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The DEA recently told lawmakers that they will likely reconsider marijuana’s current legal classification in the first half of 2016, but that doesn’t necessarily mean there will be good news this summer. Over the past few decades, the federal government has examined marijuana scheduling many times and each time decided to keep it Schedule I, which legally defines marijuana has having “a high potential for abuse” and “no currently accepted medical use.”

If the DEA does act, though, it is most likely only to move marijuana to Schedule II, since there is a growing political push for that change. Several senators and presidential candidate Hillary Clinton have called for moving marijuana to Schedule II, which would legally define it as having a high potential for abuse but with an accepted medical use in treatment. That’s the same Schedule as cocaine and morphine.

To fully understand what this potential change would mean, you need to separate the rather modest legal implications from the important political signal it would send.

The legal implications

In the short term, if marijuana were moved to Schedule II but nothing else changed, the impact would be fairly minor, as Mark Kleiman argued in 2014. State-approved medical marijuana would still be illegal in the eyes of the federal government, just like any use of cocaine is illegal except in an FDA-approved form or setting. Theoretically, as a Schedule II drug, marijuana could be prescribed but only if a specific preparation of marijuana goes through the process to become an FDA-approved medication — an expensive process that could take years and might never happen. At most, the FDA would likely only approve particular extracts of cannabis and not the raw flower.

Schedule II would legally make research on federally-approved marijuana somewhat easier. The licensing and reporting requirements to be able to conduct clinical trials with any Schedule I substance are more stringent than drugs in lower classifications. Yet one of the biggest hurdles to research is actually the DEA-mandated National Institute on Drug Abuse (NIDA) monopoly over production of approved marijuana. Even if marijuana is moved to Schedule II, the DEA could still use this monopoly or its ability to set production quotas to continue to hinder research.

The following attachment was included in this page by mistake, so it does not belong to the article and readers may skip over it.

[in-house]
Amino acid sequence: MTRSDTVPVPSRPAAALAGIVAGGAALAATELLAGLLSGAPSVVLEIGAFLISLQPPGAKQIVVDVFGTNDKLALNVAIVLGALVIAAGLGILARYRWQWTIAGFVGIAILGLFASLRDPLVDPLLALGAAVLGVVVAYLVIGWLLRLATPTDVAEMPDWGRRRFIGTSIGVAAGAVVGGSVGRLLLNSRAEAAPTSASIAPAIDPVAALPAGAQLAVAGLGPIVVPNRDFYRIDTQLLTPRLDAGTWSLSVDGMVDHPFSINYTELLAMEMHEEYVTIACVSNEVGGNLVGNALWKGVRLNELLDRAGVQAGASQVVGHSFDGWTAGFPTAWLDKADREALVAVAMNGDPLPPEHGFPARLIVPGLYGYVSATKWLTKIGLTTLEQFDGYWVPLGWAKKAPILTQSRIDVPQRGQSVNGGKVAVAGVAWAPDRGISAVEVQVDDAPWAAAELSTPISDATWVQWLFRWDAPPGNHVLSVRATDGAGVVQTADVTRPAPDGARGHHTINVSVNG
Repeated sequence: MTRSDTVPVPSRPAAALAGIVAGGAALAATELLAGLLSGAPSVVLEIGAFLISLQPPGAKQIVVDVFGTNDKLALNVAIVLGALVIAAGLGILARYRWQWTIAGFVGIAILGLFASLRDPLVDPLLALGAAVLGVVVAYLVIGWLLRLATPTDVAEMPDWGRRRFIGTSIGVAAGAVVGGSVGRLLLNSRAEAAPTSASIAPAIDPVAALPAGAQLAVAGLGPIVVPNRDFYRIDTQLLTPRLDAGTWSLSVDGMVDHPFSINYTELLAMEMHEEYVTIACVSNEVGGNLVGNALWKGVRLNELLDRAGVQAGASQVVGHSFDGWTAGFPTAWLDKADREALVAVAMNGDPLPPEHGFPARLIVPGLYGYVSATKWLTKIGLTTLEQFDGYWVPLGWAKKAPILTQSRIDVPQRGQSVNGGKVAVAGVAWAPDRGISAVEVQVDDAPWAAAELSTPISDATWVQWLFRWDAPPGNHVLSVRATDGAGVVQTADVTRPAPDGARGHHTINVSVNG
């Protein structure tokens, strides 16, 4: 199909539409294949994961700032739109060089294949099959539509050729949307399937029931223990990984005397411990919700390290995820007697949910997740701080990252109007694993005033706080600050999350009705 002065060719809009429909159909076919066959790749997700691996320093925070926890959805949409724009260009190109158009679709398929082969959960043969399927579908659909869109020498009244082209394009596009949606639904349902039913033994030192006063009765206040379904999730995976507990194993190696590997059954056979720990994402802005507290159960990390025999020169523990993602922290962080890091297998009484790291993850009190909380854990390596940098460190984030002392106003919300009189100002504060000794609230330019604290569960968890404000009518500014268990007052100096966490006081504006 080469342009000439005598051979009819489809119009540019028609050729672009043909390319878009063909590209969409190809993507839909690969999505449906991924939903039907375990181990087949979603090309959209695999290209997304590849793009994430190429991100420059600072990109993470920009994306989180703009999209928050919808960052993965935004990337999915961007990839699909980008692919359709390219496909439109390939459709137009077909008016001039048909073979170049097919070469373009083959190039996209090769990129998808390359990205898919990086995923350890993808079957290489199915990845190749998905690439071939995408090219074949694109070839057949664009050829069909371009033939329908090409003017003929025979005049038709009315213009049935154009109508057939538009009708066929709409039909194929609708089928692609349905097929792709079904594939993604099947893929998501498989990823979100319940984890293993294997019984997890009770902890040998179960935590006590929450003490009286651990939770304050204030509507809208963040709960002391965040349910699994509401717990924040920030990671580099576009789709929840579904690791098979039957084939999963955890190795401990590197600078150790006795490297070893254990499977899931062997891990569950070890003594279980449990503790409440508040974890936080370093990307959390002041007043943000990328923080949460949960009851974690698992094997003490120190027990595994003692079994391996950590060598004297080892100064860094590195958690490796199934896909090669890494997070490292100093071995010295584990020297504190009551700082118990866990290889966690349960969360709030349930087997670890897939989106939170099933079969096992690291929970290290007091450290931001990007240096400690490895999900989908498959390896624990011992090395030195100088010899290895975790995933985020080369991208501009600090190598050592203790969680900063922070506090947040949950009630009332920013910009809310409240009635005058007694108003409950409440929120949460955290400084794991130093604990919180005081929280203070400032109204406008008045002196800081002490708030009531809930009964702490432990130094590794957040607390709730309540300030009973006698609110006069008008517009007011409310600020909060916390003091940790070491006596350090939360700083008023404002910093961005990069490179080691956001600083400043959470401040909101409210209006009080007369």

The important political impact of rescheduling

The impact of moving marijuana to Schedule II would be much greater than what a mere examination of the legal technicalities would imply. To understand why, you need to look at other Schedule II substances. Cocaine is still a highly controlled Schedule II medication, so logically the source of cocaine – coca leaves – is classified as Schedule II as well. Similarly, morphine is used for medical treatment so its source, opium poppy, shares its Schedule II status.

Yet synthetic THC is Schedule III, while marijuana – the natural source of THC – remains Schedule I. The DEA is effectively claiming that even though marijuana naturally produces a proven medicine, it also magically has no medical value. The federal government is clearly signaling that their disdain for marijuana is so strong that they are willing to not only ignore the current science but also basic logic to hinder it.

As a result, by keeping marijuana Schedule I, the federal government is sending a powerful message to researchers, drug companies, hospitals, and similar institutions: that they should not waste their time and money on marijuana’s medical uses. They are going to face unnecessary hurdles at every turn and their results will likely be ignored by regulators.

So, if the DEA were to move marijuana to Schedule II this summer, it could signal a profound paradigm shift. It would likely indicate that the federal government is finally willing to start moving beyond its irrational disdain of marijuana. We would likely see a significant increase in interest from researchers and companies once it seemed like their work wouldn’t be actively hindered and dismissed by officials. To fully see the medical potential of marijuana explored and utilized would still take further steps at the federal level, but nothing is going to happen until the federal government is willing to at least legally acknowledge that marijuana has medical value. Rescheduling marijuana is the first step.

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